The Financial Express

Bringing back the charm of St Martin's

| Updated: June 14, 2021 21:16:20

Bringing back the charm of St Martin's

The pessimist segments of people nowadays observe that the St Martin's bell has long begun tolling. The authorities have realised this bitter truth. That the countdown to the once-idyllic island's extinction is gaining speed has long been a reality. Against this backdrop, the large first-page advertisement published in the national dailies on June 1 with 14 directives aimed at the people touring St Martin's Island has evoked mixed feelings. The authorities have felt the urgency a little more to float the advertisement due to a befitting occasion: the observance of the World Environment Day on June 5. The UN sponsored day is observed every year. The day is considered a principal event for creating awareness among people of the need for environmental protection.

The advertisement released by the Department of Environment outlines some features considered conducive to saving the ecological balance of the St Martin's Island, basically a coral island, in the Bay of Bengal. It is located 9km south of Teknaf on the southern tip of the Cox's Bazar district. Thanks to the rush of domestic tourists increasing uncontrollably over the last three-and-half decades, the environmental fragilities have begun creeping alarmingly into the 3-sq-mile island. With its qualitatively rich and abundant coral reefs plundered by unscrupulous tourists, mushrooming of hotels, 'electric light' produced by diesel-run generators, raucous noise on the beach and many other sources of environmental-hostile activities have sapped the innate tranquility of the island. With the mechanised, but risky, small vessels replaced by several shipping lines, the maddening rush of tourists keeps overwhelming the St Martin's now lost pristine beauty.

The timely advertisement's 14 directives cover almost all the environmental aspects of the island. In consideration of saving the small island from tourist pressures, the advertisement couldn't have been timelier. Its sobering effect on the visitors from the mainland is worth waiting for. But where the St Marin's Island is finally destined to in the present setting is clear. It doesn't need an in-depth study to find out how many of these mostly fun-seeking, sea-food and coral buying tourists could be made sensitised to the imperative of environmental protection. The results come to the fore after a series of casual exercises of guess-work.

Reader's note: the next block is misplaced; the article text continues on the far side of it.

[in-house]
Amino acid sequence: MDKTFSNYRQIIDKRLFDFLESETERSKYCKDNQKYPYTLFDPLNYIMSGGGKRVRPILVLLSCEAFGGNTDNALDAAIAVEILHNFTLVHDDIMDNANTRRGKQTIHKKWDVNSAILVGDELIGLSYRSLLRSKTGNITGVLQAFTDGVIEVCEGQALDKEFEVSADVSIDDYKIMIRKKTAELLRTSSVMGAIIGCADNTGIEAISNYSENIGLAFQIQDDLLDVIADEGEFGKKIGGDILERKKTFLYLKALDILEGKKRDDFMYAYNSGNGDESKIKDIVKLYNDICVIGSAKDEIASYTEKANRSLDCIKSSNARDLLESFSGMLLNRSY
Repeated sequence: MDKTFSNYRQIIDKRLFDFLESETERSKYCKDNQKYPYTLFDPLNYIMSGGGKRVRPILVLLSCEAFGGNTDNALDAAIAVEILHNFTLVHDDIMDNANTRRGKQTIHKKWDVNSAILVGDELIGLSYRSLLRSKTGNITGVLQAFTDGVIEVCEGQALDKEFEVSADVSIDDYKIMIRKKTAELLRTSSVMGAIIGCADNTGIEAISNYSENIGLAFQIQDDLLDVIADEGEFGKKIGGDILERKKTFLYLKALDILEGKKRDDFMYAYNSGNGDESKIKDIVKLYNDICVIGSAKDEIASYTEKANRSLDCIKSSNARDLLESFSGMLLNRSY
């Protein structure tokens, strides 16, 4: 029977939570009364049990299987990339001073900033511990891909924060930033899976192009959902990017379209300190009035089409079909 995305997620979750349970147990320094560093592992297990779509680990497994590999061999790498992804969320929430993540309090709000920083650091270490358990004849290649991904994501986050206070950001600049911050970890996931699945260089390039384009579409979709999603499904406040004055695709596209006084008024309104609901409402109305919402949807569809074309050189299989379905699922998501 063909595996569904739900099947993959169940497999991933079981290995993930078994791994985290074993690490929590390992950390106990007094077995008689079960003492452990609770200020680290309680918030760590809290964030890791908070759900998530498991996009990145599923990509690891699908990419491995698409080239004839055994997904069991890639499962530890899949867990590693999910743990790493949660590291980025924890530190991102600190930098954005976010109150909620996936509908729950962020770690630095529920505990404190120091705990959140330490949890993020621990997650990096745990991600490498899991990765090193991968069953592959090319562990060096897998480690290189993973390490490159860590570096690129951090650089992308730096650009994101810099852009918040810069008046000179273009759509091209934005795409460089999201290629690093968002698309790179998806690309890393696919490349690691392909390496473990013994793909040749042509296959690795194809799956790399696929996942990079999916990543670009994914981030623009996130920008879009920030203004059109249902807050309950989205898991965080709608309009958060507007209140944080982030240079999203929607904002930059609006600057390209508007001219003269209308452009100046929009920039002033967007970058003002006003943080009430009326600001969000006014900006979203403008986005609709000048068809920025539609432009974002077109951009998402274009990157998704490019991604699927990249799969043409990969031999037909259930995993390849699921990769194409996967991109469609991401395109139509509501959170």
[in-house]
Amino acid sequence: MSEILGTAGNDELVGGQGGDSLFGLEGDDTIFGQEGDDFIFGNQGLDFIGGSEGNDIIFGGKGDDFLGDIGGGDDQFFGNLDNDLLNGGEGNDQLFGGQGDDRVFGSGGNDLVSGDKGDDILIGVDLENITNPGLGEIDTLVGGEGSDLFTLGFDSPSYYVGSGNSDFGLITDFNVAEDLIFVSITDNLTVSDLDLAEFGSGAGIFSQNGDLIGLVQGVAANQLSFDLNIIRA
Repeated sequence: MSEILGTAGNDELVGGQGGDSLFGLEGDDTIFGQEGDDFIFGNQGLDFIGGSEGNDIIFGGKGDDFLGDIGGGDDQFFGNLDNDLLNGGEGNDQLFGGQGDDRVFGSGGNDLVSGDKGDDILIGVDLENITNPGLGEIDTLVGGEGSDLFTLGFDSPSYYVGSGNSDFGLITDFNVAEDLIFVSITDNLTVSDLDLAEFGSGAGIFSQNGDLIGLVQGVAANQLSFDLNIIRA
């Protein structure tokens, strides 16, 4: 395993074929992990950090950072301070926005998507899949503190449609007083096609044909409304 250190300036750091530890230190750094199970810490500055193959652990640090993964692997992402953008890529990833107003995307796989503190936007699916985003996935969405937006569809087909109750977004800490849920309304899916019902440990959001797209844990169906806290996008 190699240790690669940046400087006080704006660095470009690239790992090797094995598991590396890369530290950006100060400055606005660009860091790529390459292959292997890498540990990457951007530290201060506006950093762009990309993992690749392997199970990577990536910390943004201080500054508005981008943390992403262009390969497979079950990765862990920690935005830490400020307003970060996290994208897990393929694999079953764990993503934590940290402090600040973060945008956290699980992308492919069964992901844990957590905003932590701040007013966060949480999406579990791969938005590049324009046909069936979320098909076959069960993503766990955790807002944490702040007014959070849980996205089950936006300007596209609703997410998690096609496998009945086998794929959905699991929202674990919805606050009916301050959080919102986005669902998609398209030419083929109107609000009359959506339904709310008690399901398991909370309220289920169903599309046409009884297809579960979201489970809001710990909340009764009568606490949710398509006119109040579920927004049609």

The restrictions specified in the advertisement meant for tourists include a series of dos and don'ts. Many people living on the island and at Teknaf have witnessed the fast rise in the popularity of the tourist site. They have watched how a number of anti-nature and anti-solitude trends --- in fact environment-hostile, are getting popular with the island visitors. Given the increasing dominance of affluent young tourists at the spot and the frenzy of visiting the island by all and sundry, conscious people find the directives in the advertisement difficult to enforce. Many tourists might care a fig about complying with the prohibitions. Meanwhile, the environmental activists have questioned the very rationale of putting up such media adverts aimed at reckless tourists in order to discipline them. The highly serious of them have come up with the suggestion of shutting all tour-related activities on the island for a month. They know full well that an action like this will enrage dozens of entities involved in businesses related to the island tours. But as they find it, it's a drastic action only which can save the St Martin's from disappearing from the country's tourism map. Few could visualise in the 1980s that this tiny island would one day emerge as a popular tourist spot as well as a site with rich biodiversity.

Had it not for a group of daredevil Dhaka youths, the island would possibly have still remained an obscure village populated by a few hundred people --- mostly from fishing communities. In order to explore the mid-sea patch of land growing thick bushes and having a long coastline bustling with fishers and fishing boats, the youths one summer morning hired a fishing trawler. They rented it for a full day and had to promise that they would have to return in the evening. Apparently, the youths enjoyed their day-long stay on the island, visiting many unusual natural spots before they returned in the late evening through the dark sea, overwhelmed by the starry night-sky. Thus these 4-5 youths pioneered tourist trips to the St Marin's. Before the launch of larger vessels, the engine-run light and makeshift trawlers were the medium of commuting between the island and the mainland. Like the ferrying of the island people, brave young tourists also started making occasional trips to the St Martin's.